Geological climate proxies explained

This website does a great job of explaining what climate proxies are and detailing some of the most common ones used by geologists to gather information on past climatic conditions around the globe.

 International Earth Science Olympiad 2014

By all accounts the 2013 International Earth Science Olympiad IESO) held in India last month was a great success although this year no Australia team was able to attend. Read all about the Indian 2013 IESO here.
The 2014 IESO is scheduled to be held in the United States of America with the destination for the 2015 IESO yet to be announced.


Geoscience Education Views

 Call for Case Studies on track for first publication this year
TESEP logo

The Teacher Earth Science Education Programme (TESEP) is collaborating with Earth Science Western Australia (ESWA) to produce case studies that complement their fantastic Earth and Environmental Science (EES) text book. Last issue announced the call for case studies and the response has been very positive but more are still needed! However, the first batch of Case Studies, developed and written by a diverse group of earth and environmental scientists and teachers from across Australia is well and truly into the final draft stage and there is every expectation that a suite of Case Studies will be available by the end of this year with more to be finalised early in 2014.

The Case Studies have not only been written by professionals thoroughly familiar with their subject matter but the products of their labour have been peer reviewed by practising teachers and others in the education domain. This process ensures the resultant publications are not only scientifically accurate but that they also meet the requirements of the Australian Senior Earth and Environmental Science curriculum and the needs of teachers and students in the classroom.

The book has 19 chapters and TESEP are looking for excellent Australian examples to support many areas of text. Each case study will consist of 2 to 6 pages, including an overview of relevant research, clear easy to read diagrams, uncluttered maps and relevant activities written for easy comprehension by senior high school students. The chapters address minerals, fossils, geological time, plate tectonics, geohazards, energy, resources and the 3 rock types but also embrace soils, water, weather, climate change, human activity, ecosystems and biodiversity. A complete overview with some possible case studies is listed on the TESEP website. Follow this link to see what a case study will look like. Further information for authors can be found here.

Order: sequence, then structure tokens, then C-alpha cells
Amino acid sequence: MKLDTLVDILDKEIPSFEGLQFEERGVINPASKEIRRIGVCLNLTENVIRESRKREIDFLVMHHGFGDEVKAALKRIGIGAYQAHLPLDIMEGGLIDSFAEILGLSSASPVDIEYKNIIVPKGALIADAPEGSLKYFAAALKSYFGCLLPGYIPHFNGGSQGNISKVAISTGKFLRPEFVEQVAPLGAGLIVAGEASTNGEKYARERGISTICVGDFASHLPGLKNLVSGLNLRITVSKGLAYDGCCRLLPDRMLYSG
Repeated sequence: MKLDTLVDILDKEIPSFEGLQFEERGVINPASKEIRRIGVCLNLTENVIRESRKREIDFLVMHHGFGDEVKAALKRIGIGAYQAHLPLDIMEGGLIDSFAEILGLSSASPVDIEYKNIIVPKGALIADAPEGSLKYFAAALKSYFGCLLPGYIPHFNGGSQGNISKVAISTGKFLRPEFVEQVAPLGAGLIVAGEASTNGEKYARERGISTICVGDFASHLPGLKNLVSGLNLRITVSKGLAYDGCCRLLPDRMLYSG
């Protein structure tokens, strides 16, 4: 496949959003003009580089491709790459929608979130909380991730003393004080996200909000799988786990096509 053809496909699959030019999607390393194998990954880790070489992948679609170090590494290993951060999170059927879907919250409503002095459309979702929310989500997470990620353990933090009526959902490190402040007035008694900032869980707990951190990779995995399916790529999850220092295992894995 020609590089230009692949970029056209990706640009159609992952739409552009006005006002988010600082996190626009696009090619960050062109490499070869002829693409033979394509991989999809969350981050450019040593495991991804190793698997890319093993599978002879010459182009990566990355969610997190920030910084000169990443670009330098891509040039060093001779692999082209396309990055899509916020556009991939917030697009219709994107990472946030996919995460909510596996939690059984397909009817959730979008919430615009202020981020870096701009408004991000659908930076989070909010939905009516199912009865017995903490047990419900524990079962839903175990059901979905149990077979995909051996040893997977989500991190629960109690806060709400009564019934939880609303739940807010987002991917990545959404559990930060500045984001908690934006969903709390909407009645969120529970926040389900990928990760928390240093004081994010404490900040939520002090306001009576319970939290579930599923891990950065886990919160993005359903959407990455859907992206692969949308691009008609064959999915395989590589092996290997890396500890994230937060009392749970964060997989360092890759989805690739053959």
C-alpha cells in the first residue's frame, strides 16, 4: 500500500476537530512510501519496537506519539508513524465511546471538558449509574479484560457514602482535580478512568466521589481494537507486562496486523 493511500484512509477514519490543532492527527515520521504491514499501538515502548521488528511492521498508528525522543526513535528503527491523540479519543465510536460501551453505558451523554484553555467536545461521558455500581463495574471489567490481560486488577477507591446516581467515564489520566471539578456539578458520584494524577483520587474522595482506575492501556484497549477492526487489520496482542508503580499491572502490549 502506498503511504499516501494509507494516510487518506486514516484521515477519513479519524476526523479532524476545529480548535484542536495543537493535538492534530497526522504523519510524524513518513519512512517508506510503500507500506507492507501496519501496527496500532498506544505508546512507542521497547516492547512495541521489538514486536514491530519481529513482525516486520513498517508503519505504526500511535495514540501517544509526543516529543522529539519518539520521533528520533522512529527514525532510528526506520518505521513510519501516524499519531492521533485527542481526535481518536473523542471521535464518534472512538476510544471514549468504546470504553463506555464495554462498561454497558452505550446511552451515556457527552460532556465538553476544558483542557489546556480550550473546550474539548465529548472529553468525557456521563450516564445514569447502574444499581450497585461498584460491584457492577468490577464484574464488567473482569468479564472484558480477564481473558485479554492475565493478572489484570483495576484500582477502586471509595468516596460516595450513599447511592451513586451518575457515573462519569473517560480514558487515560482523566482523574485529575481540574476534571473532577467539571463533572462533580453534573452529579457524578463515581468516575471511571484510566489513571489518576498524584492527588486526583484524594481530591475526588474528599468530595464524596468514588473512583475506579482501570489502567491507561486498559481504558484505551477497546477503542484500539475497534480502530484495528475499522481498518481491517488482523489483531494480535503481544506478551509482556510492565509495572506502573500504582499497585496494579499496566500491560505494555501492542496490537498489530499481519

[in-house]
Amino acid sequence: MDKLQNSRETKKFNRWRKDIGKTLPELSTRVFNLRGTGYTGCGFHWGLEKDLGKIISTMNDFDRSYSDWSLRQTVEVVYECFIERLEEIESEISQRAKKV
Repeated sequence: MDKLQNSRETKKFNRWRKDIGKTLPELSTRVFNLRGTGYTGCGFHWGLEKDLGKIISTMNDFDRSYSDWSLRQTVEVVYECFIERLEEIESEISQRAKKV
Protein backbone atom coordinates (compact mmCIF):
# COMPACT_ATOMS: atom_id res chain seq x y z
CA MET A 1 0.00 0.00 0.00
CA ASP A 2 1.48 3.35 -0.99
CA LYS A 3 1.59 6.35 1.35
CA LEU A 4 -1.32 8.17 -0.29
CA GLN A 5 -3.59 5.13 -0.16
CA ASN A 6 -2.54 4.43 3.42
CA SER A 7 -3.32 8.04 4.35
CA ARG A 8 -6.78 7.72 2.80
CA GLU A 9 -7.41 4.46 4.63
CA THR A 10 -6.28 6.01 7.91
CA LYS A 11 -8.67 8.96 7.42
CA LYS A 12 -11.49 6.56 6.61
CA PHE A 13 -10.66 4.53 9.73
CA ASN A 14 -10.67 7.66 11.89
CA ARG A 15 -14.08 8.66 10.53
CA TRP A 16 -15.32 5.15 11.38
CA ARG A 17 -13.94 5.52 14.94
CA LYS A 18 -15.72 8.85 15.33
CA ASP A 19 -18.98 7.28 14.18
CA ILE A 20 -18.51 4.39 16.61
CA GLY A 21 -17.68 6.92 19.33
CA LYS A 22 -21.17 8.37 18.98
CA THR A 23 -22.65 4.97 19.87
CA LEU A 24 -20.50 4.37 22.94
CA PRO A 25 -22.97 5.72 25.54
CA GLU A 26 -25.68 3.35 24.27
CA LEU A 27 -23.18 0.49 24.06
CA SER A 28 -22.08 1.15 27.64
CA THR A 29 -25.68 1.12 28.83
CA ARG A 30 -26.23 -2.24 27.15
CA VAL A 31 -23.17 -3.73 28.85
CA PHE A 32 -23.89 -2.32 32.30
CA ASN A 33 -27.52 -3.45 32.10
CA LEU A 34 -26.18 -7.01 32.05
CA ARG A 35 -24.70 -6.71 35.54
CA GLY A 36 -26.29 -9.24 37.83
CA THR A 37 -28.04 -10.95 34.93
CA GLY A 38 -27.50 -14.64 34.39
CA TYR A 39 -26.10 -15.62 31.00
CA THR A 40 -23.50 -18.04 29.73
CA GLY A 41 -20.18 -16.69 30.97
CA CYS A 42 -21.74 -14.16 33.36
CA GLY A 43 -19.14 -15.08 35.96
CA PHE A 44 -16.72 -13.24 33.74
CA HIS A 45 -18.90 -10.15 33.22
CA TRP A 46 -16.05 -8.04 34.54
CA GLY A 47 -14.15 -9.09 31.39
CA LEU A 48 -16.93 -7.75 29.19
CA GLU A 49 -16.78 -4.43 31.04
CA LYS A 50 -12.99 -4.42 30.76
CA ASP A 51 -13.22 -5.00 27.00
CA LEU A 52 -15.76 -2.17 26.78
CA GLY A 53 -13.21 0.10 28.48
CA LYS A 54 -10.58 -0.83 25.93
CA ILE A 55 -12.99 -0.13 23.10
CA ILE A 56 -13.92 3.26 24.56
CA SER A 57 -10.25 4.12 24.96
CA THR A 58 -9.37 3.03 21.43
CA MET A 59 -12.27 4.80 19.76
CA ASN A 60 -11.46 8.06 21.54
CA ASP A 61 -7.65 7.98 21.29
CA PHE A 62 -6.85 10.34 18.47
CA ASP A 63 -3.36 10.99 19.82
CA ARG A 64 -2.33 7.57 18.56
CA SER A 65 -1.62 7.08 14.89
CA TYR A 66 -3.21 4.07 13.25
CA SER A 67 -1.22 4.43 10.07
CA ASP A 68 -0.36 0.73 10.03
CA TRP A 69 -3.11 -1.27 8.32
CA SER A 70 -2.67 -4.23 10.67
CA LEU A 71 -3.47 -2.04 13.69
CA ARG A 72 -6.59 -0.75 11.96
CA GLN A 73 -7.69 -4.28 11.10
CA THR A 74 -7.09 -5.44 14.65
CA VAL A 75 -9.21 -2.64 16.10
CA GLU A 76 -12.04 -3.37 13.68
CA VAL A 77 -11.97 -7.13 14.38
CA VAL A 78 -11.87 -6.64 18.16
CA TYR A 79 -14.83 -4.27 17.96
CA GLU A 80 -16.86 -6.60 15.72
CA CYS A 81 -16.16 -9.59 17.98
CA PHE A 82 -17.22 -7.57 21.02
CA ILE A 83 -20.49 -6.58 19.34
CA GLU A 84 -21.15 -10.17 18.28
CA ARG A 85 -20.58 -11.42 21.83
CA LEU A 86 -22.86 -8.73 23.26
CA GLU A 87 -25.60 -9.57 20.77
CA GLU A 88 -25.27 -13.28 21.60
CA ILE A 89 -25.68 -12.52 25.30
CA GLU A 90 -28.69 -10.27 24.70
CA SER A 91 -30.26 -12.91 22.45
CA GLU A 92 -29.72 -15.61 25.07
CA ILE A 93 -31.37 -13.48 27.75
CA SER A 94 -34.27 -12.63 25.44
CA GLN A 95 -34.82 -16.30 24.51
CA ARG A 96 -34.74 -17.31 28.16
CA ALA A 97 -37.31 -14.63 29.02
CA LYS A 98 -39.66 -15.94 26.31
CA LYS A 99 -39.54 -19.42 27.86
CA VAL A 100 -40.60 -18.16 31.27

Please contact Greg McNamara, TESEP Executive Officer, to discuss useful material you may have or your interest in working up a case study you are familiar with.


Geoscience Education Deadlines, Events & Activities


 CONASTA-63, Call for Abstracts, Adelaide, 6-9 July 2014.
Closing date for submissions 18 November 2013.
See http://asta.edu.au/conasta.


 TESEP 4-part Webinar: PD2 - Riding the Climate Rollercoaster, 10,17, 22, 28 October 2013
Online, 1 hour each session.
See interactive calendar for details and registration form.

 Earth Science Week, 13 - 19 October 2013.
Mapping your world.
See the web site for more information.

 Victoria's Energy Future: Prospects and Challenges , Melbourne 23 October
Attendance at the public forum is free, but advance booking is required.
Booking details here.

 Victoria's Energy Future: Prospects and Challenges , Melbourne 25-26 October
The Royal Society of Victoria's annual symposium..
Booking details here.

 ESWA WASP Free PD for Yr8 teachers, Kalgoorlie 29 October
Rocks and Minerals for the Australian Curriculum.
Booking details here.

 Installation ceremony of the Taroona High School Seismometer , Hobart 31 October
A Seismometer in Schools event. Contact Taroona HS for details.
SIS details here.

 ESWA WASP Free PD for Yr7-9 teachers, Kalgoorlie 19 November
Oil & Water, Rocks and Minerals, Plate Tectonics for the Australian Curriculum.
Booking details here.

 Science Teachers Association of Western Australia conference, Perth (UWA) 29 November
Future Science.
Details available on the website.

 Science Teachers Association of Victoria conference, Sydney 28-29 November
Celebrating 70 Years of Science Education.
Details available on the website.

 Science Teachers Association of Queensland senior science conference, Sydney 30 November
For junior and senior secondary science teachers as well as Science Support Officers.
Details available on the website.

 TESEP PD2 - Riding the Climate Roller Coaster, 3 December 2013
Marden Education Centre, Adelaide.
See interactive calendar for details and registration form.

 TESEP PD9 - Plate Tectonics, 4 December 2013
Marden Education Centre, Adelaide.
See interactive calendar for details and registration form.

 TESEP Field Trip - Wind Farm, 5 December 2013
on site visit, Adelaide region.
See interactive calendar for details and registration form.

 TESEP PD7 - Our Place in Space, 5 December 2013
VSSEC, Melbourne.
See interactive calendar for details and registration form.

 Climate & Education Conference, Earth Ed Centre, Mt Clear, Ballarat 6 December
Education is critical to a global response to climate change.
Details available on the website.

 TESEP PD1 - Round and Round with Rocks, 6 December 2013
Monash University, Melbourne.
See interactive calendar for details and registration form.